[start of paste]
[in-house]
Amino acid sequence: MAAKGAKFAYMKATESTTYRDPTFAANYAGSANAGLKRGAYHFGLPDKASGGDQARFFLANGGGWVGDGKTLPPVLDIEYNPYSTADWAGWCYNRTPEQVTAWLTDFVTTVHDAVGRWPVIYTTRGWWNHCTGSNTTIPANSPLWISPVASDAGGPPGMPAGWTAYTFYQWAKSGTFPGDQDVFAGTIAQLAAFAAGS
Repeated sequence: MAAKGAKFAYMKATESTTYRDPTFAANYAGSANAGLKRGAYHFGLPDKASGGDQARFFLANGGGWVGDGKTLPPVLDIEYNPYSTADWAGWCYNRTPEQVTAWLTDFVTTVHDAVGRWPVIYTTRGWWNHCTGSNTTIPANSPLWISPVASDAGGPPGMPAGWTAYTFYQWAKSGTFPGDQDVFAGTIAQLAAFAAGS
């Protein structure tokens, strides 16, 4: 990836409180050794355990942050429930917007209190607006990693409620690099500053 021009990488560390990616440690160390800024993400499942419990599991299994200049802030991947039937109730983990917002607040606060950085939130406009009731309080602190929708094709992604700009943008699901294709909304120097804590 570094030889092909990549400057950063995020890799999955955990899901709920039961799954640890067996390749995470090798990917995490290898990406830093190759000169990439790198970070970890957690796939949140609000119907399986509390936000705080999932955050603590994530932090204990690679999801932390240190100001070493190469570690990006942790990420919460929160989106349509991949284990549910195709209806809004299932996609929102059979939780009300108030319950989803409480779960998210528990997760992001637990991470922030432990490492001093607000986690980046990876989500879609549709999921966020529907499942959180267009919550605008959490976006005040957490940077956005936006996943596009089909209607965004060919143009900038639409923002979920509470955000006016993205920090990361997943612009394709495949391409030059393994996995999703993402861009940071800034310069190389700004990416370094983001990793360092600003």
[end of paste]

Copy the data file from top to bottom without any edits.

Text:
[in-house]
Amino acid sequence: MAAKGAKFAYMKATESTTYRDPTFAANYAGSANAGLKRGAYHFGLPDKASGGDQARFFLANGGGWVGDGKTLPPVLDIEYNPYSTADWAGWCYNRTPEQVTAWLTDFVTTVHDAVGRWPVIYTTRGWWNHCTGSNTTIPANSPLWISPVASDAGGPPGMPAGWTAYTFYQWAKSGTFPGDQDVFAGTIAQLAAFAAGS
Repeated sequence: MAAKGAKFAYMKATESTTYRDPTFAANYAGSANAGLKRGAYHFGLPDKASGGDQARFFLANGGGWVGDGKTLPPVLDIEYNPYSTADWAGWCYNRTPEQVTAWLTDFVTTVHDAVGRWPVIYTTRGWWNHCTGSNTTIPANSPLWISPVASDAGGPPGMPAGWTAYTFYQWAKSGTFPGDQDVFAGTIAQLAAFAAGS
């Protein structure tokens, strides 16, 4: 990836409180050794355990942050429930917007209190607006990693409620690099500053 021009990488560390990616440690160390800024993400499942419990599991299994200049802030991947039937109730983990917002607040606060950085939130406009009731309080602190929708094709992604700009943008699901294709909304120097804590 570094030889092909990549400057950063995020890799999955955990899901709920039961799954640890067996390749995470090798990917995490290898990406830093190759000169990439790198970070970890957690796939949140609000119907399986509390936000705080999932955050603590994530932090204990690679999801932390240190100001070493190469570690990006942790990420919460929160989106349509991949284990549910195709209806809004299932996609929102059979939780009300108030319950989803409480779960998210528990997760992001637990991470922030432990490492001093607000986690980046990876989500879609549709999921966020529907499942959180267009919550605008959490976006005040957490940077956005936006996943596009089909209607965004060919143009900038639409923002979920509470955000006016993205920090990361997943612009394709495949391409030059393994996995999703993402861009940071800034310069190389700004990416370094983001990793360092600003």